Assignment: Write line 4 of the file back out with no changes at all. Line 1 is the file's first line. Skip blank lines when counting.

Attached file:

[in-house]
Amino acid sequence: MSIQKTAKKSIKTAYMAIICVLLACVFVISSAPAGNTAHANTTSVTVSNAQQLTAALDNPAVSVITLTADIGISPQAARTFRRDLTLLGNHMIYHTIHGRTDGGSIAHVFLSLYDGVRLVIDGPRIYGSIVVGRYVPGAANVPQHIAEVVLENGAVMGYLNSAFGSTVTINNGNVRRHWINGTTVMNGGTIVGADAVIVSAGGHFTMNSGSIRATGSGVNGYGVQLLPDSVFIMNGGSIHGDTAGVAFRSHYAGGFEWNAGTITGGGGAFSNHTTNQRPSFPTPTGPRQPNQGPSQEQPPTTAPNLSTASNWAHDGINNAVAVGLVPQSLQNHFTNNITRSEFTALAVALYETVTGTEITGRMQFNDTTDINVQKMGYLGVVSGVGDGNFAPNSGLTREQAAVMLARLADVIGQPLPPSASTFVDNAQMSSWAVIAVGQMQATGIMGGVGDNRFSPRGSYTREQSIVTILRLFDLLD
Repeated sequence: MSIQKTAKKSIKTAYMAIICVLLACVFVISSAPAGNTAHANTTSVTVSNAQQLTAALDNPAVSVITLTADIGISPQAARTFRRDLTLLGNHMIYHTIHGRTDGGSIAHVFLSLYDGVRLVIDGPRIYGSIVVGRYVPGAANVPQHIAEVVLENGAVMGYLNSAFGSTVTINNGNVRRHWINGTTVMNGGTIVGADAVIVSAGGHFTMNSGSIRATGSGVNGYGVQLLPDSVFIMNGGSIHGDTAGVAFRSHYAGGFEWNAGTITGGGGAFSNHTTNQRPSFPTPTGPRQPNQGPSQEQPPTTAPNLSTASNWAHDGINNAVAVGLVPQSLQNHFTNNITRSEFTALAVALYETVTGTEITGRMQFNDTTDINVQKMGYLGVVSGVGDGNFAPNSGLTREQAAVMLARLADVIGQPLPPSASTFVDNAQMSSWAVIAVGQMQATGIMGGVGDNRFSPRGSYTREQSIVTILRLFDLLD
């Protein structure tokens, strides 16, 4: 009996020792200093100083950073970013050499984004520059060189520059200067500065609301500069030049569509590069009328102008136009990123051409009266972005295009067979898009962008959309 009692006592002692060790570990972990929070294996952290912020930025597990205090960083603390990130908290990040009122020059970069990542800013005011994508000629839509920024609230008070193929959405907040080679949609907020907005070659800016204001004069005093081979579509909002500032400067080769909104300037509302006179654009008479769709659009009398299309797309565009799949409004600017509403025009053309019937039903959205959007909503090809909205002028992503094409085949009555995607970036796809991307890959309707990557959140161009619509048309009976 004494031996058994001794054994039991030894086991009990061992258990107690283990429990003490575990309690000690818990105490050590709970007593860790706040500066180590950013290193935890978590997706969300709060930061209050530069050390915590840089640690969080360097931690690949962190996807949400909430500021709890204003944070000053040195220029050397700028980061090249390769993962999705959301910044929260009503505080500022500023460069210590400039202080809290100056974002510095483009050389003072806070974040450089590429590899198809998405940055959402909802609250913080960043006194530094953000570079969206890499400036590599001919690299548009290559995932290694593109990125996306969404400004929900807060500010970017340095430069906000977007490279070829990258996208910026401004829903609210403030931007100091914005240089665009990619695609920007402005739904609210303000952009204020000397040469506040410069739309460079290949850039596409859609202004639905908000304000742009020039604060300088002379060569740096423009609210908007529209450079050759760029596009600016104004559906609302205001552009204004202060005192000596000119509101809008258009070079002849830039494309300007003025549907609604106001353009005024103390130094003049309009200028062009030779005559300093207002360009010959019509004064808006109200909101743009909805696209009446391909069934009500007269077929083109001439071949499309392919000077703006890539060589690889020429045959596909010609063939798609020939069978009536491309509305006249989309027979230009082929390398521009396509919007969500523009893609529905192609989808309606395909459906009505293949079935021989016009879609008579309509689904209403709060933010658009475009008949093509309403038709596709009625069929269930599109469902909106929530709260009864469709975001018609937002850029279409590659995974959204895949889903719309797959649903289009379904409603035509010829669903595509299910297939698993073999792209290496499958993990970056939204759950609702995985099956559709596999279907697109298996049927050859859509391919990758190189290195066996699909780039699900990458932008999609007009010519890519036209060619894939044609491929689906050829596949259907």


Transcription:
């Protein structure tokens, strides 16, 4: 009996020792200093100083950073970013050499984004520059060189520059200067500065609301500069030049569509590069009328102008136009990123051409009266972005295009067979898009962008959309 009692006592002692060790570990972990929070294996952290912020930025597990205090960083603390990130908290990040009122020059970069990542800013005011994508000629839509920024609230008070193929959405907040080679949609907020907005070659800016204001004069005093081979579509909002500032400067080769909104300037509302006179654009008479769709659009009398299309797309565009799949409004600017509403025009053309019937039903959205959007909503090809909205002028992503094409085949009555995607970036796809991307890959309707990557959140161009619509048309009976 004494031996058994001794054994039991030894086991009990061992258990107690283990429990003490575990309690000690818990105490050590709970007593860790706040500066180590950013290193935890978590997706969300709060930061209050530069050390915590840089640690969080360097931690690949962190996807949400909430500021709890204003944070000053040195220029050397700028980061090249390769993962999705959301910044929260009503505080500022500023460069210590400039202080809290100056974002510095483009050389003072806070974040450089590429590899198809998405940055959402909802609250913080960043006194530094953000570079969206890499400036590599001919690299548009290559995932290694593109990125996306969404400004929900807060500010970017340095430069906000977007490279070829990258996208910026401004829903609210403030931007100091914005240089665009990619695609920007402005739904609210303000952009204020000397040469506040410069739309460079290949850039596409859609202004639905908000304000742009020039604060300088002379060569740096423009609210908007529209450079050759760029596009600016104004559906609302205001552009204004202060005192000596000119509101809008258009070079002849830039494309300007003025549907609604106001353009005024103390130094003049309009200028062009030779005559300093207002360009010959019509004064808006109200909101743009909805696209009446391909069934009500007269077929083109001439071949499309392919000077703006890539060589690889020429045959596909010609063939798609020939069978009536491309509305006249989309027979230009082929390398521009396509919007969500523009893609529905192609989808309606395909459906009505293949079935021989016009879609008579309509689904209403709060933010658009475009008949093509309403038709596709009625069929269930599109469902909106929530709260009864469709975001018609937002850029279409590659995974959204895949889903719309797959649903289009379904409603035509010829669903595509299910297939698993073999792209290496499958993990970056939204759950609702995985099956559709596999279907697109298996049927050859859509391919990758190189290195066996699909780039699900990458932008999609007009010519890519036209060619894939044609491929689906050829596949259907």